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Cosmetics sector to be affected by slowdown in chemical production

By Michelle Yeomans , 20-Jun-2012

According to a European Chemical Industry Council (Cefic) report, chemical production in Europe is to come to a standstill in 2012 due to the continent's debt crisis which will no doubt affect the cosmetics industry.

The council predicts the slow down of the sector after reporting a relatively weak 1.3 per cent increase in 2011 and highlights consumer chemicals; a vast area that includes perfume, makeup, sun screen and shampoo as one sector to be affected.

Dr. Moncef Hadhri told CosmeticsDesign-Europe.com; “Consumer chemicals are produced in small volumes but nevertheless represents at least one quarter of EU chemicals sales, representing 12.8 per cent of total EU chemicals sales in 2010."

The report shows the evolution of the EU chemicals trade flows with its major partners outside the EU and stresses Europe’s debt crisis as weighing down sector production - more than initially forecast.

State of play

The EU chemicals trade surplus reached €12.4 billion in the fourth quarter of 2011, up 12.9 per cent compared with the same quarter in 2010. The year-to-date level of trade from January to December 2011 indicates, however, that the EU chemicals industry registered a modest downturn in 2011 after an exceptional 2010.

Domestic demand for chemicals will decline slightly as compared with 2011 as austerity measures in EU member states dampen business orders and inventory build-up remains flat, due to continued weak EU business sentiment,” explains director general Hubert Mandery.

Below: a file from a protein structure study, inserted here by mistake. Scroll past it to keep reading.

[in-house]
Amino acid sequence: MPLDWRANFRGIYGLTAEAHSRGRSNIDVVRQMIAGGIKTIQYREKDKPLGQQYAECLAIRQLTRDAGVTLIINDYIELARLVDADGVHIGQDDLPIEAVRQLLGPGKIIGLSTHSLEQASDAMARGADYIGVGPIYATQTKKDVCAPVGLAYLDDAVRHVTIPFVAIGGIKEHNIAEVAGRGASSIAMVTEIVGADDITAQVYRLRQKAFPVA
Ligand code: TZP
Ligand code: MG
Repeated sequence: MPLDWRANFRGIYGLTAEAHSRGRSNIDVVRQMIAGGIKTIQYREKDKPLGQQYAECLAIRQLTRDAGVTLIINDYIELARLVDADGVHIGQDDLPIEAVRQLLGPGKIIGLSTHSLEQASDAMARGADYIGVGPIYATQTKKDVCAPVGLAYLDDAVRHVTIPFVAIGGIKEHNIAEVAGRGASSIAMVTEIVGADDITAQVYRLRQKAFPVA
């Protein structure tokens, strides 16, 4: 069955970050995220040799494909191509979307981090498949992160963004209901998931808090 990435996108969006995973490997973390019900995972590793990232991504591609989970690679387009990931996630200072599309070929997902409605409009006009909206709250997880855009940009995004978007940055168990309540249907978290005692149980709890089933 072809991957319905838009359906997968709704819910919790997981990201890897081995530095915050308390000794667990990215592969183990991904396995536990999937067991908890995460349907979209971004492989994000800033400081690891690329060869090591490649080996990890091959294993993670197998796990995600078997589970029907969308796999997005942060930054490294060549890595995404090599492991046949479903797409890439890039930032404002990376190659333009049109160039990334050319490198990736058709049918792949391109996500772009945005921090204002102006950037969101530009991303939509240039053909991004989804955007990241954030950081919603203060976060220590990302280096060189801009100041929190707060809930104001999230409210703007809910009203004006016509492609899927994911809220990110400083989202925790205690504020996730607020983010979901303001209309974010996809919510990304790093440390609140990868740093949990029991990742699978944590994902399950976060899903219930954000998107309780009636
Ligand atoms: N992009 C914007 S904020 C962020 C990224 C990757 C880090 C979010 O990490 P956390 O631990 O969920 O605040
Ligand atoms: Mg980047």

Cefic predicts chemical output during the rest of 2012 will remain nearly 5 per cent below peak levels reached in 2007.

Hadri again points to wide differences in competitiveness among eurozone members who are putting strains on overall economic growth in the currency area.

US growth

Nevertheless the US economy is said to be growing, however Hadri says worryingly high and rising public debt levels could scupper longer-term growth.

Looking to emerging economies, the report says although they are currently the main drivers of world growth, China’s economy could slow as it migrates from an investment-dependent economy to one sustained more by consumer demand.

Recent downward oil price movements should foster long-run business activity, but short-term destocking could occur as firms in the petrochemical supply chain delay orders as they await lower prices.

Possibility of recovery

But it is not all doom and gloom as director general Mandery explains that growth in 2013 is expected to pick up slightly to 2 per cent despite austerity measures and continued high unemployment levels.

The EU economy should stabilise during the second half, partially compensated by overseas demand and a weaker euro boosting eurozone competitiveness. A weaker euro should also help increase EU chemicals exports.”

Offering advice on how the industry can pull things back, he says; “Policymakers must look for ways to solve EU debt problems to boost the economy and bring stability back."

 

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